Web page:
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I was doing sed /http.*.torrent/s/.*(http.*.torrent).*/\1/;/http.*.torrent/p 1.html to extract links. However since sed lacks non-greedy quantifier (which is needed because further in the line there is again 'torrent'), tried to convert it to perl. Though need help with perl. (Or if you know how to do it with sed, say so.) perl -ne s/.*(http.*?.torrent).*/\1/ 1.html Now I need to add this part, after convering it from sed: /http.*.torrent/p

This was a part of sed /http.*.torrent/s/.*(http.*.torrent).*/\1/;/http.*.torrent/p 1.html

but this didn't work either; sed started but didn't quit, and as I pressed keys they echoed and nothing else.

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If you gave an example of input, explained the rule for transforming it and showed the desired output then someone could help you do it in Perl without having to figure out what the sed code is trying and failing to do. –  d5e5 Jun 20 '11 at 17:56
    
This is an example of a matching line, other can be anything: <a href="https://toPB.torrent" title="Download this torrent"> The goal is to extract https://toPB.torrent for each such line. –  ccvn Jun 20 '11 at 18:04
    
Are you trying to parse the complete html page to extract .torrent links? In that case you might want to dig into HTML::TreeBulder. –  ssapkota Jun 21 '11 at 18:09

2 Answers 2

sed doesn't have non-greedy matching, so your best bet is just to use perl:

perl -ne '/.*?(http.*?.torrent)/ && print "$1\n"' 1.html

The -n argument tells perl to read each line of input (from 1.html in this case, or from stdin if no file(s) are on the cmdline) and run something against each line... the -e gives the "something to execute" on the command line.

The first part of the expression matches against the expression you were looking for, with the parentheses capturing your interesting bits into $1. If it matches, it evaluates to true, and so will then execute the print (giving you your match along with a newline).

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I recommend letting a well proven module such as HTML::LinkExtor do the heavy lifting for you, and use a regexp simply to validate the links that it finds. See the example below of just how easy it can be.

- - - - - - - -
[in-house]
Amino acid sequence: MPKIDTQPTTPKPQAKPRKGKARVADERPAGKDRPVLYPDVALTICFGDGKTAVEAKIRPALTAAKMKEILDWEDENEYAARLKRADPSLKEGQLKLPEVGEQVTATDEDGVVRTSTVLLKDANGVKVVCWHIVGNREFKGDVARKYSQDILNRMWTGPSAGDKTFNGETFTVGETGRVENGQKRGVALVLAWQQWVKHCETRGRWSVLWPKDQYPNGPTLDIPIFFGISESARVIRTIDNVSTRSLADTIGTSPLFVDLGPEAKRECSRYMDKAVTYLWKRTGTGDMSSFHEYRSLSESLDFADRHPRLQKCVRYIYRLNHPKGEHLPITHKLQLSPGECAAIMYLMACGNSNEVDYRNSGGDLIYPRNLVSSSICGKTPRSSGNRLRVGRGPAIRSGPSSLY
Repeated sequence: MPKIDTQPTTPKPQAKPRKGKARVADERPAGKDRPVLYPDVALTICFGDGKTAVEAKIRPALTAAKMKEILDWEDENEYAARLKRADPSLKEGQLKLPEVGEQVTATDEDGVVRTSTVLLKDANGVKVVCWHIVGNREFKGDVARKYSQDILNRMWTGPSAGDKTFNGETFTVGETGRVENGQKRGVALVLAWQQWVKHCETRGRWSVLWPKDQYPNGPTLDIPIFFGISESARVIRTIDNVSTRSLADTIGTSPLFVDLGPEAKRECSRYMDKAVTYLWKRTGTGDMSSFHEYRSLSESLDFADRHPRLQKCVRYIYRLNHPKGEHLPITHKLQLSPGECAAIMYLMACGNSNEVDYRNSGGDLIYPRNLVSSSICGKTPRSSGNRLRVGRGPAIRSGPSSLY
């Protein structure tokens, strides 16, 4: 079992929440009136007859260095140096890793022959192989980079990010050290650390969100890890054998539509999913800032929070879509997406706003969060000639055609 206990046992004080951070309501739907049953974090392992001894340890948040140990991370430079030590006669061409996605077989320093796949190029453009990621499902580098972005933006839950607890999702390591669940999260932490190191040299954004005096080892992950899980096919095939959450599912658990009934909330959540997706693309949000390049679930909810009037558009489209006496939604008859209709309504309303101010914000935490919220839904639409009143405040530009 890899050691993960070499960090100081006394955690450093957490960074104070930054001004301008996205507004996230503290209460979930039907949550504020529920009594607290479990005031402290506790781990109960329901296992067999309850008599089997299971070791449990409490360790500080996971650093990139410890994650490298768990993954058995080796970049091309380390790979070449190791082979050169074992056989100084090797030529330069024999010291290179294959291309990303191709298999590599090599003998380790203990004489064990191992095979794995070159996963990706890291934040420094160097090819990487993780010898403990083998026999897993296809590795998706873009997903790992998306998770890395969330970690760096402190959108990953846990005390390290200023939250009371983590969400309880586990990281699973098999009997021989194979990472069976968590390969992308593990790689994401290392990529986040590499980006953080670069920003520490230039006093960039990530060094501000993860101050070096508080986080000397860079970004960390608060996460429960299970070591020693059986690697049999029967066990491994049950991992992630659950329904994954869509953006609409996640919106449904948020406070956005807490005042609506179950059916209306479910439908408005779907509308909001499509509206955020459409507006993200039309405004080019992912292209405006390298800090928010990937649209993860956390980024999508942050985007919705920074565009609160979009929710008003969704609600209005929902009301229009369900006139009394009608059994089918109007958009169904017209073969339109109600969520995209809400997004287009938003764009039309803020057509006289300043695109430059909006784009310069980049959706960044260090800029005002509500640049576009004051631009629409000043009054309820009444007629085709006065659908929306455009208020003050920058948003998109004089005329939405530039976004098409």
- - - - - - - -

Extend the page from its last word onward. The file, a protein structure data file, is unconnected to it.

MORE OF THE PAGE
use Modern::Perl;
use HTML::LinkExtor;
use Data::Dumper;

my @links;


# A callback for LinkExtor. Disqualifies non-conforming links, and pushes
# into @links any conforming links.

sub callback {
    my ( $tag, %attr ) = @_;
    return if $tag ne 'a';
    return unless $attr{href} =~ m{http(?:s)?://[^/]*torrent}i;
    push @links, \%attr;
}


# The work is done here: Read the html file, parse it, and move on.
undef $/;
my $html = <DATA>;
my $p = HTML::LinkExtor->new(\&callback);
$p->parse( $html );

print Dumper \@links;

__DATA__
<a href="https://toPB.torrent" title="Download this torrent">The goal</a>
<a href="http://this.is.my.torrent.com" title="testlink">Testing2</a> <a href="http://another.torrent.org" title="bwahaha">Two links on one line</a>
<a href="https://toPBJ.torrent.biz" title="Last test">Final Test</a>
A line of nothingness...
That's all folks.

HTML::LinkExtor lets you set up a callback function. The module itself parses your HTML document to find any links. You are looking for the 'a' links (as opposed to 'img', etc.). So in your callback function you just exit as soon as possible unless you have an 'a' link. Then test that 'a' link to see if there's a 'torrent' name in it, in an appropriate position. If that particular regexp isn't what you need, you'll have to be more specific, but I think it's what you were after. As links are found they're pushed onto a data structure. At the end of my test script I print the structure so you can see what you have.

The __DATA__ section contains some sample HTML snippets, along with junk text to verify that it's only finding links.

Using a well tested module to parse your HTML is so much more durable than constructing fragile regular expressions to do the whole job. Many well-made parsing solutions include regular expressions under the hood, but only to do little bits and pieces of the work here and there. When you start relying on a regexp to do the parsing (as opposed to the identifying of small building blocks), you run out of gas quickly.

Have fun.

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Thank you for your informative answer. For this particular case, I didn't need to use it, because the pattern was pretty simple, however I'll keep HTML::LinkExtor in mind. –  ccvn Jun 21 '11 at 0:44

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